Author: Elizabeth Matsangou
11 Feb 2016
According to Bloomberg, Airbnb is heading a group of over 40 companies in an attempt to persuade the EU to nurture the sharing economy, rather than allowing it to be hindered by local laws and inconsistent national legislation. Uber and TaskRabbit are among those who wrote to Mark Rutte, Prime Minister of the Netherlands and current EU President, to convince the union of the benefits of the collaborative business model for the growth of the European economy amid its current slowdown.
While individual governments face pressure from domestic industries now competing with firms such as Airbnb and Uber, these firms do actually provide an impetus for growth and job creation without the need to swell public spending.
Despite the argument that sharing platforms enable the better use of readily available assets, this model continues to face cumbersome obstacles. Berlin and Paris, for example, have an extremely tenuous relationship with Uber, being in favour of the traditional taxi system, while Spain banned the service in 2014 following a series of protests from professional drivers. Airbnb has faced heavy penalties for breaching local laws in Barcelona, with hosts receiving large fines in Paris for using secondary apartments for short-term rentals. These are just a few examples of the myriad challenges these companies face in Europe.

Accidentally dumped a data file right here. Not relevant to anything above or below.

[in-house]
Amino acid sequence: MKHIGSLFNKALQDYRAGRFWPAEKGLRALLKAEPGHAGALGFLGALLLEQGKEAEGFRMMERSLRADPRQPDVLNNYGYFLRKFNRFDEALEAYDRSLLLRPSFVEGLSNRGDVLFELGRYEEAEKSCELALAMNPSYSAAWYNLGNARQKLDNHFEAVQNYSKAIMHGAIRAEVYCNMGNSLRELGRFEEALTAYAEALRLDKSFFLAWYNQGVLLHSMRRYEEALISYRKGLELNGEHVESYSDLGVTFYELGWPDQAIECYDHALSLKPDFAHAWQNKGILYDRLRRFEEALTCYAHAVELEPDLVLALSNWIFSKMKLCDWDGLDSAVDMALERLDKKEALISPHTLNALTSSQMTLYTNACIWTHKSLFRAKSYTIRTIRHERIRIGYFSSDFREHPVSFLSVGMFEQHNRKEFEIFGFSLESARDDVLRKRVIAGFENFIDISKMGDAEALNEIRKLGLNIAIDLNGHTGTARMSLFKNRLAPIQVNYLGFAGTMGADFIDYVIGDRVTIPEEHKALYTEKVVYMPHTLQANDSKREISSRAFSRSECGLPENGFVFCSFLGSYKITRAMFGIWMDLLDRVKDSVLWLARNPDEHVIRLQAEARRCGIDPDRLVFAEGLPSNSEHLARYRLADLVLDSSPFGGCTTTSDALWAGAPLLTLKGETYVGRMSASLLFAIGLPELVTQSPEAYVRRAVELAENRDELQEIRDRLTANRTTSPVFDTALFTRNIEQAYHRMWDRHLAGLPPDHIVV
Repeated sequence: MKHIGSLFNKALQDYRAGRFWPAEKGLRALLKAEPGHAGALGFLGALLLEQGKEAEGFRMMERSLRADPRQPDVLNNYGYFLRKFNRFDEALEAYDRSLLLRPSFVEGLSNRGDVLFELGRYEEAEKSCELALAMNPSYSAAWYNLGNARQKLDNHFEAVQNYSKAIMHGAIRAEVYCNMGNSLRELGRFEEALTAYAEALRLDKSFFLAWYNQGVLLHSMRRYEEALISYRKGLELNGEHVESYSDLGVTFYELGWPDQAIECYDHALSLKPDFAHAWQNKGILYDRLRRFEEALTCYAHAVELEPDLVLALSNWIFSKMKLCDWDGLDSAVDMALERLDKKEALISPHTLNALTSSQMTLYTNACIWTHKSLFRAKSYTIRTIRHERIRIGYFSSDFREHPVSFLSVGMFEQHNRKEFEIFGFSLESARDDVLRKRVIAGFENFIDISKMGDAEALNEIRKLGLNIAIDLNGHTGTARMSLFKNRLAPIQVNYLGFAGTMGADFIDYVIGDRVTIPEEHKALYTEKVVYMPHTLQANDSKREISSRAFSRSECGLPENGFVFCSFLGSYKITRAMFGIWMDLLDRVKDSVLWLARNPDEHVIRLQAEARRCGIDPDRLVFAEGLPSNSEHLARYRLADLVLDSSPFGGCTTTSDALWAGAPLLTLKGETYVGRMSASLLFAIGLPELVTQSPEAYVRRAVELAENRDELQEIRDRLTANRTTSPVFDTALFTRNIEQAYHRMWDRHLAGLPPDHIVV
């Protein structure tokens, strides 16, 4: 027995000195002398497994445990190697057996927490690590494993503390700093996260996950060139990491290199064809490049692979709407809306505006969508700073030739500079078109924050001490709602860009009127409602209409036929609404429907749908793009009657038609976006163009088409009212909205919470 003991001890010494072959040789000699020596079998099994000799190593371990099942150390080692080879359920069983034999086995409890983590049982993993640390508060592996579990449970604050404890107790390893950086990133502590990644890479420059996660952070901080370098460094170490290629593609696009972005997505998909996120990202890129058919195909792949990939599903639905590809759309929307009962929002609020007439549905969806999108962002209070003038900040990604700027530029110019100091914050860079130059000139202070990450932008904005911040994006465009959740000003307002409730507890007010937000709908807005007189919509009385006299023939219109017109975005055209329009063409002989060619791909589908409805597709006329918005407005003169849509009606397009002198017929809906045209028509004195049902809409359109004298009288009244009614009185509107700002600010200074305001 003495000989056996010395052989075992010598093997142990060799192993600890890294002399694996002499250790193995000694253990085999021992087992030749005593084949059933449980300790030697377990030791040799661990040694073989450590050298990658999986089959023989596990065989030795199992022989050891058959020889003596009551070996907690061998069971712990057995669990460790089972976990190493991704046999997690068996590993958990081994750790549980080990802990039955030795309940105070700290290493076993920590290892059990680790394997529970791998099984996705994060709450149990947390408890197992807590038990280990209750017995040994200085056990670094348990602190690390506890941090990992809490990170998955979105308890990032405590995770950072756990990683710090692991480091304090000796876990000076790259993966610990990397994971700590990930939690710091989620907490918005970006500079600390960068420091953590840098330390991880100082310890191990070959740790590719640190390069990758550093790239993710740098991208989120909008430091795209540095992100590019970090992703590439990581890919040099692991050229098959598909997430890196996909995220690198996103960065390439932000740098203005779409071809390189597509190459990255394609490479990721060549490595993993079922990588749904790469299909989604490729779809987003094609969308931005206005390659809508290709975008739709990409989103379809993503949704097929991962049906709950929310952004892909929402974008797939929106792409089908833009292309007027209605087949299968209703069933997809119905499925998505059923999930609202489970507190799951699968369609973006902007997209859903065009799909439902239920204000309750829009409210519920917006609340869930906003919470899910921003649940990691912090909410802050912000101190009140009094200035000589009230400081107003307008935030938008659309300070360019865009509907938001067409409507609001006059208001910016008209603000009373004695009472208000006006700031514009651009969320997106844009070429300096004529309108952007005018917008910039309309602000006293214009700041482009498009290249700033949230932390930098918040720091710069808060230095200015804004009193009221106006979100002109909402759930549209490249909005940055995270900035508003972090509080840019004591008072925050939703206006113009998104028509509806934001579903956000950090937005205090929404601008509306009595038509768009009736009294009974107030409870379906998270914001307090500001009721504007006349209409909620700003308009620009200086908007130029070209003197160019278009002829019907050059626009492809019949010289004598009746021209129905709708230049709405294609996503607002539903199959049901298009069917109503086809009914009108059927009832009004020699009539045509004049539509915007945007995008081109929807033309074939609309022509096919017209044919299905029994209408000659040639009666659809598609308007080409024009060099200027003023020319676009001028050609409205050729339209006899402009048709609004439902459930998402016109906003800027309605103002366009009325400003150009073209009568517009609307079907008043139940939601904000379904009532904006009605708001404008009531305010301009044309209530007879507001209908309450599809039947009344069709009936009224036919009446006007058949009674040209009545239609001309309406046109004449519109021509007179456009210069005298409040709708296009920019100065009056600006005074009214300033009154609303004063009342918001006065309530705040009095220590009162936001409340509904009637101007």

While individual governments face pressure from domestic industries now competing with firms such as Airbnb and Uber, these firms do actually provide an impetus for growth
However, a turning point may be around the corner, as the European Commission is planning discussions with national governments to resolve conflicts with various companies. The Commission’s proposal to develop the collaborative economy is part of a new ‘single market strategy’ that was published on October 28 in a bid to boost economic growth in the region through reducing barriers within key sectors for the creation of a fairer single market.